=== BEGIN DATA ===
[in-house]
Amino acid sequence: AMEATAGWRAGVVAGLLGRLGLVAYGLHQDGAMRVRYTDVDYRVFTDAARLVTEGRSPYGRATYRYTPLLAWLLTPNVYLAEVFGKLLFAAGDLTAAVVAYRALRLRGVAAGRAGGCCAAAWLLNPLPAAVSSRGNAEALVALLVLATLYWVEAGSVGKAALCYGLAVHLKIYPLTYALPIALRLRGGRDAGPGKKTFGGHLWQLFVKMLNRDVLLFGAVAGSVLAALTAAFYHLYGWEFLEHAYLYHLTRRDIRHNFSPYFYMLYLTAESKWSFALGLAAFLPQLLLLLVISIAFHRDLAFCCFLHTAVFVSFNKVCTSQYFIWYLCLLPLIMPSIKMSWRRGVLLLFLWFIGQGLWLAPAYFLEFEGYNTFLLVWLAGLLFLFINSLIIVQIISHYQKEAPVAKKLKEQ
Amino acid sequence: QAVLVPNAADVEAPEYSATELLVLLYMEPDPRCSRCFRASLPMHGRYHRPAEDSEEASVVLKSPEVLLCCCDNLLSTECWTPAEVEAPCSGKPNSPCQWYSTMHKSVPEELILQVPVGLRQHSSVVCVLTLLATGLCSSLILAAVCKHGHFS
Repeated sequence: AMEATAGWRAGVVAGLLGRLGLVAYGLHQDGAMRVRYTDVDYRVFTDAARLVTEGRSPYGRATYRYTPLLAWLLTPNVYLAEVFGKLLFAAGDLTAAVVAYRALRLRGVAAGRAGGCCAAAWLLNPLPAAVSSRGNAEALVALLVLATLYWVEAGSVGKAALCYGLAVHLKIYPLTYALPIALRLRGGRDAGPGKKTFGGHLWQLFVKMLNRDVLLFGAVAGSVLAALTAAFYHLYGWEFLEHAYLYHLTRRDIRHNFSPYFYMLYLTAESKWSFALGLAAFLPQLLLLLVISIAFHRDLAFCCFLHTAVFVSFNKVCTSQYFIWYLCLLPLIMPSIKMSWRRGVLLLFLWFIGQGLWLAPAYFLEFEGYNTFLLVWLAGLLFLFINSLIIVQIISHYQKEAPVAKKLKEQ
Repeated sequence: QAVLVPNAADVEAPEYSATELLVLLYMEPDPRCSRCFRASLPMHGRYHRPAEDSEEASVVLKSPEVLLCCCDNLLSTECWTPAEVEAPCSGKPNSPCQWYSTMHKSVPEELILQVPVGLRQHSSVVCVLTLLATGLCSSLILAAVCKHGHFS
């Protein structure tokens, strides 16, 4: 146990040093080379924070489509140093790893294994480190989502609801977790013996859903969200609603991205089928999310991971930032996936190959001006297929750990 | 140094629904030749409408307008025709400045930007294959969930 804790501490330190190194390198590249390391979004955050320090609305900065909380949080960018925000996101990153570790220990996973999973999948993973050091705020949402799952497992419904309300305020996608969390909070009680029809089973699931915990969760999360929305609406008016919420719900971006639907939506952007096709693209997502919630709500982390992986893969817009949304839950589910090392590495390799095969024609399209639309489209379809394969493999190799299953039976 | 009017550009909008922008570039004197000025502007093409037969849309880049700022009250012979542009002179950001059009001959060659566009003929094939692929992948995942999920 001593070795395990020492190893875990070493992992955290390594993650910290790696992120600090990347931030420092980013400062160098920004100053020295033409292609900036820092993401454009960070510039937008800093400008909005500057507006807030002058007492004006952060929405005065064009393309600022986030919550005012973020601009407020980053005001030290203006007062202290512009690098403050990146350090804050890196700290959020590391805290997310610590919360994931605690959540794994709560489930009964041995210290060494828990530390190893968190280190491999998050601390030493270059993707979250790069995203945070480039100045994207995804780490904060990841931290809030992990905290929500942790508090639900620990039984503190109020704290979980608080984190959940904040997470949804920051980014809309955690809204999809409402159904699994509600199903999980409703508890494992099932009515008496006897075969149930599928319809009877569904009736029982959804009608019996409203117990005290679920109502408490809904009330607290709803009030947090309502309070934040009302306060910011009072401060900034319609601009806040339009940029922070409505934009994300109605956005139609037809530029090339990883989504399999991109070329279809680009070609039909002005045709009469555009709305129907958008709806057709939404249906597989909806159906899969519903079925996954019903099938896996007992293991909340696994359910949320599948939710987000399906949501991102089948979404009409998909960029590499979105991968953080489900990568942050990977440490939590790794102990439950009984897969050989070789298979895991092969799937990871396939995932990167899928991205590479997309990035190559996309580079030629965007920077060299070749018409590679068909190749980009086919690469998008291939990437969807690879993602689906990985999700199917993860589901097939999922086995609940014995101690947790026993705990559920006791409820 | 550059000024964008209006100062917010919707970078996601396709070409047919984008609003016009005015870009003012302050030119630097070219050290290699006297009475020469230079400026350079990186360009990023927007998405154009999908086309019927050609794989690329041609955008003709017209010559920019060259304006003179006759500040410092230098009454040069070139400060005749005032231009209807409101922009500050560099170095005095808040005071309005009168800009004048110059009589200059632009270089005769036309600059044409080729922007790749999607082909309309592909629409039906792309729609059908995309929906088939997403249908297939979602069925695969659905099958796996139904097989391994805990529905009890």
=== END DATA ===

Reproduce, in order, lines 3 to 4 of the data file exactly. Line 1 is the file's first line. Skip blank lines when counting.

Amino acid sequence: QAVLVPNAADVEAPEYSATELLVLLYMEPDPRCSRCFRASLPMHGRYHRPAEDSEEASVVLKSPEVLLCCCDNLLSTECWTPAEVEAPCSGKPNSPCQWYSTMHKSVPEELILQVPVGLRQHSSVVCVLTLLATGLCSSLILAAVCKHGHFS
Repeated sequence: AMEATAGWRAGVVAGLLGRLGLVAYGLHQDGAMRVRYTDVDYRVFTDAARLVTEGRSPYGRATYRYTPLLAWLLTPNVYLAEVFGKLLFAAGDLTAAVVAYRALRLRGVAAGRAGGCCAAAWLLNPLPAAVSSRGNAEALVALLVLATLYWVEAGSVGKAALCYGLAVHLKIYPLTYALPIALRLRGGRDAGPGKKTFGGHLWQLFVKMLNRDVLLFGAVAGSVLAALTAAFYHLYGWEFLEHAYLYHLTRRDIRHNFSPYFYMLYLTAESKWSFALGLAAFLPQLLLLLVISIAFHRDLAFCCFLHTAVFVSFNKVCTSQYFIWYLCLLPLIMPSIKMSWRRGVLLLFLWFIGQGLWLAPAYFLEFEGYNTFLLVWLAGLLFLFINSLIIVQIISHYQKEAPVAKKLKEQ